Free not as in time

As JWZ says, Linux
is only free if your time has no value. Amply proven by the
time-gobbling effects of trying to make DVDs using Linux, as I’ve
discovered over the last week.

My goal: a DVD with posh front-end for the output of Avaragado
Pictures
.

I like a challenge. I wanted to use “free” Linux software like
dvdauthor to generate the DVD menus, as I’d read that it’s much more
flexible than the PC GUIs generally available. Certainly the Roxio “DVD
Builder” software bundled with my DVD drive didn’t let me do what I want.

The plan… Use my existing PC tools to spit out suitable mpegs and
graphics for the menus to a Samba share. Use dvdauthor (and its
legions of supporting tools, gathered like brothels by a Roman fort)
to munge these and the content (the mpeg movies themselves) into the
approved DVD directory structure, menus all belled and whistled to my
desires. Then finally use mkisofs to convert that to a filesystem
image, and return to Windows for the burn.

First, dvdauthor. With the help of the newly installed apt-get,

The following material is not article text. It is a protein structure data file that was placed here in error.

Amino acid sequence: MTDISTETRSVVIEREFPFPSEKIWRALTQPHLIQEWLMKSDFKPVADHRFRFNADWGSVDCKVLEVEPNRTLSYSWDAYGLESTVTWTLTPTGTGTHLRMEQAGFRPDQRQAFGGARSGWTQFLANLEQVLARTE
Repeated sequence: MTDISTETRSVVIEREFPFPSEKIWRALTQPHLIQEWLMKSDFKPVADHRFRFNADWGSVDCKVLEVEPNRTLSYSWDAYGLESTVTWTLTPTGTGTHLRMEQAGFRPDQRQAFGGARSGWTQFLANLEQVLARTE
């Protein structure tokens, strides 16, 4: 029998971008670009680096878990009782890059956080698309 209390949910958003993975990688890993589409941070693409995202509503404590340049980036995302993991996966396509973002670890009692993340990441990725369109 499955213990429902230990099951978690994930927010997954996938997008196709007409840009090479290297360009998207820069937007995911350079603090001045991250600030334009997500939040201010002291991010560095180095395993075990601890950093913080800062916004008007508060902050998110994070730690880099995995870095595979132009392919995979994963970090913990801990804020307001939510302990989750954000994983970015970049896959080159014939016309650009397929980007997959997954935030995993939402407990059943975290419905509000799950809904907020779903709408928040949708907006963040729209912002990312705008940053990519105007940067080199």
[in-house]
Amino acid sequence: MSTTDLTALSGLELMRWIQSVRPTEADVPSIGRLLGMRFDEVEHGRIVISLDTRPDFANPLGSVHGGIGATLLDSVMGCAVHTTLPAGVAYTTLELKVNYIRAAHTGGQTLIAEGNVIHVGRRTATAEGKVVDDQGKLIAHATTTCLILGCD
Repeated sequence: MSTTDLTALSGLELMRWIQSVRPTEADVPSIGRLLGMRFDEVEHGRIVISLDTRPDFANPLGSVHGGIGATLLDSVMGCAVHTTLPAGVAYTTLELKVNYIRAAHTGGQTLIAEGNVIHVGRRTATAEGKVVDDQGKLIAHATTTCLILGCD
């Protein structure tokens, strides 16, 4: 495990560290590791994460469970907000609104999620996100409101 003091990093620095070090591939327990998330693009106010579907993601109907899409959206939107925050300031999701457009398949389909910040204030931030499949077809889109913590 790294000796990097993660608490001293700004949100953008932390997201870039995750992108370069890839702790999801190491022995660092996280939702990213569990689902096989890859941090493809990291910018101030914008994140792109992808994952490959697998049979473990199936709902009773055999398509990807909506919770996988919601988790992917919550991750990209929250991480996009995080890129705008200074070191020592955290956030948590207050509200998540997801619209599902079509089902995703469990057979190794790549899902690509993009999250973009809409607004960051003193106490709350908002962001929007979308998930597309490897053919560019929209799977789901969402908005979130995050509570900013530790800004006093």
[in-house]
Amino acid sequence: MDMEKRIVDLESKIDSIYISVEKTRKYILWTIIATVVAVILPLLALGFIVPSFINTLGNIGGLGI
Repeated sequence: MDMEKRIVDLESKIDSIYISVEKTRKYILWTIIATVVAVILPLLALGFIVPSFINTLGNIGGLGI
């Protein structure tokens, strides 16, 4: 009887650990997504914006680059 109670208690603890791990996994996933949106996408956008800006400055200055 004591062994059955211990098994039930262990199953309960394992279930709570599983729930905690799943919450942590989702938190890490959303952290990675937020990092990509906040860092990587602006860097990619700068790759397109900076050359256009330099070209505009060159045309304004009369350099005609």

several web sites and Google, I conquered the dependencies of
dvdauthor and its cohorts. Least shocking news of the day: dvdauthor’s
current
documentation
is unfinished and confusing. (Want to know what the
“cell” element’s for? “Foo”.) Still, I figured out how to do what I
wanted, just about. Using stub files instead of full movies helped
here: every time you “build” your DVD directory structure it processes
every last byte of your mpegs. (Good Thing: if you refer to a movie
more than once, it only processes it once.)

I used Photoshop (6.0) and Premiere (6.5) to design and produce the
menus. Both are Adobe products, of course, and Premiere trumpets its
ability to “seamlessly integrate” or some other marketese with
Photoshop files, “including layers”. Yes, well, up to a point. When